Sunday 6 October 2019, 16th Sunday after Trinity
Morning Prayer 10.30 am
Faith and faithfulness
Someone was saying to me a while ago what they wanted from a sermon, what they needed a sermon to do for them how it might help. They wanted a sermon to give them some encouragement in how to live the Christian life from day to day, how to cope with the issues, large and small, which crop up. “I don’t want slabs of theology” they said, “clever debating points or learned arguments, just how to get through everyday life”. A very good point. We don’t all aspire to be Regius Professors of Divinity. We just need to get through life as best we can.
Well, I couldn’t if I tried offer slabs of theology about the prophet Habakkuk. When I looked him up in my Bible commentary, I found that nothing is known about him, neither his father’s name nor even his likely date of birth. Without any setting in time, the first part of our reading this morning is hard to interpret – there are more questions than answers. But suddenly, in the second part of the reading, it became clear that his meaning is all about faithfulness. Living the life of faith. Habakkuk sees himself as a watchman looking out for the arrival of good news and he is commanded to write down something which will encourage faithfulness in others. And he writes “the righteous will live by their faith”. (2:4). Or “the righteous will live by being faithful”. This is a beautiful way of expressing the importance of faithfulness in our lives. Faithfulness to God becomes a way of living and gives us a course of action for the present, for the day to day and here and now. Faithfulness also gives us hope for the future. And that hope is that God will save us so that we will live. The people for whom Habakkuk wrote did not know what form God’s salvation would take, but they held on to their faith. We of course know that our salvation has come through Jesus, God’s son. Nevertheless Habakkuk’s words of encouragement are meant for us too “the righteous will live by their faith”.
The extract from letter to Timothy, which was our second reading this morning, continues the theme of faith and faithfulness. And it speaks of the importance of the family in encouraging faithfulness. Timothy was not a first generation convert to Christianity. He came from a Christian family and his “sincere faith” as Paul calls it was handed down to Timothy from one generation to another, from his grandmother Lois to his mother Eunice and on to Timothy. It might be worth pondering, when you have a moment waiting at the bus stop or walking the dog, who it was who encouraged you in your faith. It could have been a teacher, a friend, or your parish priest, but more often than not, faith is handed down through the generations. Christian families are the bedrock of the Christian Church, passing on their knowledge and understanding of the faith and its observance and encouraging one another in their faith by holding to the word of God and living out their faith in all the decisions and doings of everyday life.
But there is a slightly ticklish issue attached to the idea of the handing down of faith from one generation to another. Does faithfulness mean conservatism (with a small c I hasten to say) is the watchword, and that change and development have to be curtailed? In the field of theology it was thought for centuries that God could not suffer because he was God. Now it is thought that God does suffer and so enters into the suffering of humanity. Or the thorny issue of what words we use in our public prayers to God – the language of the 16th century or of the present day, or both. Does the Church flourish by standing still or moving on? We have great need of our faithfulness, lit by the teaching of Jesus, as we work through such issues.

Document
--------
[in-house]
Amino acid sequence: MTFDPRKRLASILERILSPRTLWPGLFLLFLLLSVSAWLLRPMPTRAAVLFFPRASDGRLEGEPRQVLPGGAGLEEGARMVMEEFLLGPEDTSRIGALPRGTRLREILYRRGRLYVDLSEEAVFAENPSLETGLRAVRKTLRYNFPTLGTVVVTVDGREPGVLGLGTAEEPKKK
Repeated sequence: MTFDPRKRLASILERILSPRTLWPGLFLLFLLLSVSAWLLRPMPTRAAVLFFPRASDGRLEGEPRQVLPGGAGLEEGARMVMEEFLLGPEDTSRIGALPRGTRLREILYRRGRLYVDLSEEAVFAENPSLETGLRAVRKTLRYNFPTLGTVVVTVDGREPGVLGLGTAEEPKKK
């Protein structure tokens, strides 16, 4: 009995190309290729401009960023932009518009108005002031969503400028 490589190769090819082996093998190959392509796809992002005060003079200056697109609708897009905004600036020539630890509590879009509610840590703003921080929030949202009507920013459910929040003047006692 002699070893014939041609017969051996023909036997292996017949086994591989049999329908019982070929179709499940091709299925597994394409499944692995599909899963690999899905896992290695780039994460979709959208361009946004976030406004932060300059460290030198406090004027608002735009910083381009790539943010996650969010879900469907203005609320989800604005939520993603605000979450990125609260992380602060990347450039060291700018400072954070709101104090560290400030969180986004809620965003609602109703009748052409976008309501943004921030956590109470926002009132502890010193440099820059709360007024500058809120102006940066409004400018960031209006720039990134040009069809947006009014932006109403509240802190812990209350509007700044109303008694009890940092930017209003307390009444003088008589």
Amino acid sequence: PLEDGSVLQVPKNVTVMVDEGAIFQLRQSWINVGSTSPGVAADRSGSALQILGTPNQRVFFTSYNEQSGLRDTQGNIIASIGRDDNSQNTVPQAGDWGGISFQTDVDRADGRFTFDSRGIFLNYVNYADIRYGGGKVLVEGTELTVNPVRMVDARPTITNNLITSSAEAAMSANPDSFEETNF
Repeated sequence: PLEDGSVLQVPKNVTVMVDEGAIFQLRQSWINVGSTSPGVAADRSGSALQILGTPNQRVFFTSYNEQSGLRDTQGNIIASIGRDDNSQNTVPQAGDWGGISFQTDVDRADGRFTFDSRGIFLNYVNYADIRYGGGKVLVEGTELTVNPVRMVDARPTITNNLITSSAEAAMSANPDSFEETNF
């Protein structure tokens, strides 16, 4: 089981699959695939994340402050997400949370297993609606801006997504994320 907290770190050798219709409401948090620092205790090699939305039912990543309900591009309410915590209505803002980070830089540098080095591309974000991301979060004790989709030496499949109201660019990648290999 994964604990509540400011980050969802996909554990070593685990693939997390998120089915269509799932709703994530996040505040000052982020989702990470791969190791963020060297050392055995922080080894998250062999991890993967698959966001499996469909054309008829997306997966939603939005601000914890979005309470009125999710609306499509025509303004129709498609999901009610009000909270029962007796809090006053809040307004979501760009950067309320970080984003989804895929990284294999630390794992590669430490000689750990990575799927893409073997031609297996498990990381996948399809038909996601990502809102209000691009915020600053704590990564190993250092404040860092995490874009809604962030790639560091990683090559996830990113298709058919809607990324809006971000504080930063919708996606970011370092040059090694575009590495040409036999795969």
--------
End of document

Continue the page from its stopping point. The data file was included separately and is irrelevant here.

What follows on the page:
So then we come to the teaching of Jesus in our gospel reading which explains more about faith. First of all the disciples say to Jesus “Increase our faith”. Jesus’ response tells us that quantity of faith is irrelevant. It is the quality of faith which matters. We might think it would take masses of faith to move a mulberry tree and root it in the sea. Jesus says if you had only a little faith, the size of a grain of mustard, you could still move the tree. In other words it’s the presence of faith which matters. Faith is not quantifiable.
The story of the master and the slave which comes next reminds me of something my mother said to me years ago. I’d just done the washing up after tea and was feeling very virtuous. I said to mother “I’ve done the washing up for you”, expecting praise and gratitude. Mother said “Well, not really for me. I only used one plate and one cup and saucer, the same as you.” In other words, I was expected to share in the running of the household, not to help as a favour and in the expectation of some kind of reward. Jesus is reminding his disciples here that faithfulness is part of being a disciple of his, just as it is the part of a slave to carry out his master’s bidding. The slave should not expect any favourable treatment for doing what he is ordered to do. Similarly our faithfulness to God doesn’t mean that God owes us something in return for our good behaviour, as though we had done him a favour. It is God who is gracious and generous to us. It Is he who invites us to share his banquet and his heavenly kingdom. In the end , it is as Habakkuk says: “For there is still a vision for the appointed time; it speaks of the end, and does not lie. If it seems to tarry, wait for it; it will surely come, it will not delay. Look at the proud! Their spirit is not right in them, but the righteous live by their faith” (Habakkuk 2: 3-4).
To put it in a nutshell, all we need is faith and faithfulness to see us through today, and tomorrow and the next day.